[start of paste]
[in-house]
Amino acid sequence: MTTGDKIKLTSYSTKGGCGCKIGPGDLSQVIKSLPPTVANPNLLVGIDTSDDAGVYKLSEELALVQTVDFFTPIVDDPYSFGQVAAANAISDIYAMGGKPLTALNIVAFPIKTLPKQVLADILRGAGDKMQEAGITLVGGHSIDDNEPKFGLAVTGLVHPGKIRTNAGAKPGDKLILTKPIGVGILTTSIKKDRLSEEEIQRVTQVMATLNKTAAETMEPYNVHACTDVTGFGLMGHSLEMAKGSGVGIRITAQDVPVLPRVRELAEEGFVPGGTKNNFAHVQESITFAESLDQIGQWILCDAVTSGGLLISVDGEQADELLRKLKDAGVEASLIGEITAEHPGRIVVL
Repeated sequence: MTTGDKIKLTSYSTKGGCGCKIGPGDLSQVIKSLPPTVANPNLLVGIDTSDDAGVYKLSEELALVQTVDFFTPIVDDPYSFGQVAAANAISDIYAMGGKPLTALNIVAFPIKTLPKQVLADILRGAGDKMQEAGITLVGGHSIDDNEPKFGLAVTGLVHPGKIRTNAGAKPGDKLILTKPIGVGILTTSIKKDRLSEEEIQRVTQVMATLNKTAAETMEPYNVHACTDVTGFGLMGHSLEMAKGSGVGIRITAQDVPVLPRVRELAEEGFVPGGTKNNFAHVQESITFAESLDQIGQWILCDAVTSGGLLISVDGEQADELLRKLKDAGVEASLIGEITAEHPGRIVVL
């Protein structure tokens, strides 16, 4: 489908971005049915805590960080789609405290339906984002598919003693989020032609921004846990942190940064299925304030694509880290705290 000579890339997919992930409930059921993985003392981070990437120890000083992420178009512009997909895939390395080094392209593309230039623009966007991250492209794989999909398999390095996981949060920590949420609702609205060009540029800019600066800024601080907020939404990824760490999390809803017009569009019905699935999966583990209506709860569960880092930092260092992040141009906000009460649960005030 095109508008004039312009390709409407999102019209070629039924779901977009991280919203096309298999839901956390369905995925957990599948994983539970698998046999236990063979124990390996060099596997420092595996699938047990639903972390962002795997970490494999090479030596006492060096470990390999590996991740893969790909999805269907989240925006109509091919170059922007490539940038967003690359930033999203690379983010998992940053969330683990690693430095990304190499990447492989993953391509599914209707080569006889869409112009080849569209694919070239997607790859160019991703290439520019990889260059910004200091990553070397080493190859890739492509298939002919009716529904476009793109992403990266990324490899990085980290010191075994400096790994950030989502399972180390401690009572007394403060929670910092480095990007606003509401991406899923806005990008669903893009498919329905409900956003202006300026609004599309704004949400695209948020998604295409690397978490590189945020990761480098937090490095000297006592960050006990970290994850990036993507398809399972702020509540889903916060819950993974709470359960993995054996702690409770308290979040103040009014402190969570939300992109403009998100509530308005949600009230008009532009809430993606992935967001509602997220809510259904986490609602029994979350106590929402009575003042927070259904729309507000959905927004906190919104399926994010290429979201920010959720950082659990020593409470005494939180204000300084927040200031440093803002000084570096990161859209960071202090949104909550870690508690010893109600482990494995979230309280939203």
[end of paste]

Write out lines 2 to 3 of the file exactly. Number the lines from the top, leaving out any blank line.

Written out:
Amino acid sequence: MTTGDKIKLTSYSTKGGCGCKIGPGDLSQVIKSLPPTVANPNLLVGIDTSDDAGVYKLSEELALVQTVDFFTPIVDDPYSFGQVAAANAISDIYAMGGKPLTALNIVAFPIKTLPKQVLADILRGAGDKMQEAGITLVGGHSIDDNEPKFGLAVTGLVHPGKIRTNAGAKPGDKLILTKPIGVGILTTSIKKDRLSEEEIQRVTQVMATLNKTAAETMEPYNVHACTDVTGFGLMGHSLEMAKGSGVGIRITAQDVPVLPRVRELAEEGFVPGGTKNNFAHVQESITFAESLDQIGQWILCDAVTSGGLLISVDGEQADELLRKLKDAGVEASLIGEITAEHPGRIVVL
Repeated sequence: MTTGDKIKLTSYSTKGGCGCKIGPGDLSQVIKSLPPTVANPNLLVGIDTSDDAGVYKLSEELALVQTVDFFTPIVDDPYSFGQVAAANAISDIYAMGGKPLTALNIVAFPIKTLPKQVLADILRGAGDKMQEAGITLVGGHSIDDNEPKFGLAVTGLVHPGKIRTNAGAKPGDKLILTKPIGVGILTTSIKKDRLSEEEIQRVTQVMATLNKTAAETMEPYNVHACTDVTGFGLMGHSLEMAKGSGVGIRITAQDVPVLPRVRELAEEGFVPGGTKNNFAHVQESITFAESLDQIGQWILCDAVTSGGLLISVDGEQADELLRKLKDAGVEASLIGEITAEHPGRIVVL